You run a business in Texas. That's awesome. But, what are you doing to protect it from catastrophe?
- Most business owners have a plan in place if their computer crashes.
- Most business owners are looking for ways to diversify their income.
- Most business owners are constantly refining their processes to better serve customers and increase profit margins.
All of that is truly necessary. But there is one part of protection often overlooked because it costs money. INSURANCE!
Why do I need to insure my business? That costs a lot of money!
Yes, securing insurance does cost money. However, you get something in return for that money beyond peace of mind. No matter how big or small your business is today, your tomorrow can be wrecked if something happens. It can be as simple as a car crashing through your front door in Dallas/Fort Worth or as massive as a hurricane pounding the entire Texas coast. Neither of those are your fault, but they can devastate your future. So pull up a chair, grab something to drink, and let's explore the realms of insurance for your business.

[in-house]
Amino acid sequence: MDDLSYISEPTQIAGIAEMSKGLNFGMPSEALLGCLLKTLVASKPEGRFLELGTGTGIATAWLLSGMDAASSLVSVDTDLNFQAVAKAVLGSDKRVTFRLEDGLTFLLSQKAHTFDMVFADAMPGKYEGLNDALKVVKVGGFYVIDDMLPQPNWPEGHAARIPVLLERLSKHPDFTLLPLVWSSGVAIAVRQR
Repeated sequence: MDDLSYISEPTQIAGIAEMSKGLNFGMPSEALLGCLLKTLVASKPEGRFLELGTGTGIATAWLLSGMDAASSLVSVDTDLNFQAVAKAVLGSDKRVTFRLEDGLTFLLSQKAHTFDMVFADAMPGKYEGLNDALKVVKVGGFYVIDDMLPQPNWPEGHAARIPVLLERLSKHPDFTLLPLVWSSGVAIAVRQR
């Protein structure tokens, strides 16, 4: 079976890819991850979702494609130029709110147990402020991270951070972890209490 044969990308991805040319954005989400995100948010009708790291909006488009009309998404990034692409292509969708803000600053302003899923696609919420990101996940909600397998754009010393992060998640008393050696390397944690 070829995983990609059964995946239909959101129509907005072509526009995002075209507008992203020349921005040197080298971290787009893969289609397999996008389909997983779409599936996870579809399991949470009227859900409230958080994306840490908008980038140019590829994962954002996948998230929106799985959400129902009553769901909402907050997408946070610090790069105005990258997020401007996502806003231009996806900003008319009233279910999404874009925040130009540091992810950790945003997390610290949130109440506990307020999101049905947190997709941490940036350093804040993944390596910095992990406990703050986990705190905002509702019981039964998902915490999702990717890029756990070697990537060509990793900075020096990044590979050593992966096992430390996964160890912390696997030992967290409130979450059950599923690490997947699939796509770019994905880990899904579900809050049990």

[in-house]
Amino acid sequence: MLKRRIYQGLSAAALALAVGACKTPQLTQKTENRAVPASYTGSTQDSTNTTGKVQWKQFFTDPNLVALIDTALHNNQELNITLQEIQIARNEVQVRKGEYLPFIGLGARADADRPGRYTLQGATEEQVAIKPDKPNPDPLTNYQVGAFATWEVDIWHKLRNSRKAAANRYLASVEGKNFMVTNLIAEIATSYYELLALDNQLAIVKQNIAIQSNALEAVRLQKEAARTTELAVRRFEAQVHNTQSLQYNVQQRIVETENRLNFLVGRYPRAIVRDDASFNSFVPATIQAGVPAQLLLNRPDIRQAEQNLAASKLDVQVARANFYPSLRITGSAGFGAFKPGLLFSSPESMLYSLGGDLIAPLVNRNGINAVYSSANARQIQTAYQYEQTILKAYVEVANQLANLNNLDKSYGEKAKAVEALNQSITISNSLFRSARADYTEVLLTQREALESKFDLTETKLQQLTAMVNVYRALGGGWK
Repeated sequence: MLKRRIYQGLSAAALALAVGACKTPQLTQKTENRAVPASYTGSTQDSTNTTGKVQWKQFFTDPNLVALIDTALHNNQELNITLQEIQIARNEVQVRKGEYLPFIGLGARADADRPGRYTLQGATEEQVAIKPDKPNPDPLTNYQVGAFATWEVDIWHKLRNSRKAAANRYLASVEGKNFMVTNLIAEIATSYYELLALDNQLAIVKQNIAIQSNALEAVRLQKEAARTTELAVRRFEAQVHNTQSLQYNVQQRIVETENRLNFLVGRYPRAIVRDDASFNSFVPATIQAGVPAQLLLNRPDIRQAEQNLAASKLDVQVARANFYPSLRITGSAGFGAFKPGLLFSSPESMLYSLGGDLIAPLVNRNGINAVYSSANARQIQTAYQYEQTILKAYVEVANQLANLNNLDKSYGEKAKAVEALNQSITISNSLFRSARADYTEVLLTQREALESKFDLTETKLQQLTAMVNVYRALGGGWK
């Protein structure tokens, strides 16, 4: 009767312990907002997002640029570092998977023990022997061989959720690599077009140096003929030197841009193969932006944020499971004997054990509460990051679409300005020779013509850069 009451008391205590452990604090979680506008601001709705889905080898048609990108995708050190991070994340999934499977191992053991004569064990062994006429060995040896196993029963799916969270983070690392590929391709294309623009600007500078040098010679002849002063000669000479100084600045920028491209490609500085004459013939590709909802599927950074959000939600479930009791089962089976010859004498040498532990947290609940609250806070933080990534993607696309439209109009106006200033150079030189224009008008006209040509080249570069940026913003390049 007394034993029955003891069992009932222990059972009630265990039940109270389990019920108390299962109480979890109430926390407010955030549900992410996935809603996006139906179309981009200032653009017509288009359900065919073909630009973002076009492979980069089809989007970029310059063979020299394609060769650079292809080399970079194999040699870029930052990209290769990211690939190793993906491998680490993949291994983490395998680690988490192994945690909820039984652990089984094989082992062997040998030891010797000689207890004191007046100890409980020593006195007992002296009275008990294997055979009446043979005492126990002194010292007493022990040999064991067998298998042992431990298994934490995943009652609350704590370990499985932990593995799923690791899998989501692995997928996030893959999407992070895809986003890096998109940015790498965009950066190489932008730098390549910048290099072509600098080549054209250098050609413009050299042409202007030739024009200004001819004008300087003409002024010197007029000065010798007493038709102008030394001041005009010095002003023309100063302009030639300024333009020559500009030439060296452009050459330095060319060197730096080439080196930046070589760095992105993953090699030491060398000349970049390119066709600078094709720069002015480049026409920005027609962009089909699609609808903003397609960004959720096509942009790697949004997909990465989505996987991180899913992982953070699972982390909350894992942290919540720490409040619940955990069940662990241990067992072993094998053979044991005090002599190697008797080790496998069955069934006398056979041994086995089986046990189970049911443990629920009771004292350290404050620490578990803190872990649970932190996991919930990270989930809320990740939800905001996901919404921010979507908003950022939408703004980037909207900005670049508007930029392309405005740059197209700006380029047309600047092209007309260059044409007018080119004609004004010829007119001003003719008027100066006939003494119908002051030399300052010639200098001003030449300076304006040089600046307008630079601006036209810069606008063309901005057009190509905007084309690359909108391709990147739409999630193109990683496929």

As much as we hate to say it, property insurance is one of the most underrated lines of coverage in the minds of business owners. They think the coverage is just as simple as insuring their building and contents. And while often true, they fail to understand the number of caveats within property coverage which can result in disaster come claim time.
So let's cover a few areas in a property policy and why they are important.
If you own a building or property, you want to protect it. If you have a lender on the property, they will require coverage whether you like it or not. When reviewing the coverage for the building, take these things into consideration.
First, determine the right limits of coverage for your building.
To do so you have to choose between replacement cost and actual cash value.